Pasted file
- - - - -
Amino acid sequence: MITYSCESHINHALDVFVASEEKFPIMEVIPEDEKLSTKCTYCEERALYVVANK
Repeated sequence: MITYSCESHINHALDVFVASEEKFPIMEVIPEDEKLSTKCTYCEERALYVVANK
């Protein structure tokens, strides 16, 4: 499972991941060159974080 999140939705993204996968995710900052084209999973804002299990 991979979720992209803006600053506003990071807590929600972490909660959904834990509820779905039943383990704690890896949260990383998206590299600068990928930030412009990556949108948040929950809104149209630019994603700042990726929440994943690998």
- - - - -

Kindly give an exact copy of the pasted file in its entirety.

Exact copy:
Amino acid sequence: MITYSCESHINHALDVFVASEEKFPIMEVIPEDEKLSTKCTYCEERALYVVANK
Repeated sequence: MITYSCESHINHALDVFVASEEKFPIMEVIPEDEKLSTKCTYCEERALYVVANK
């Protein structure tokens, strides 16, 4: 499972991941060159974080 999140939705993204996968995710900052084209999973804002299990 991979979720992209803006600053506003990071807590929600972490909660959904834990509820779905039943383990704690890896949260990383998206590299600068990928930030412009990556949108948040929950809104149209630019994603700042990726929440994943690998």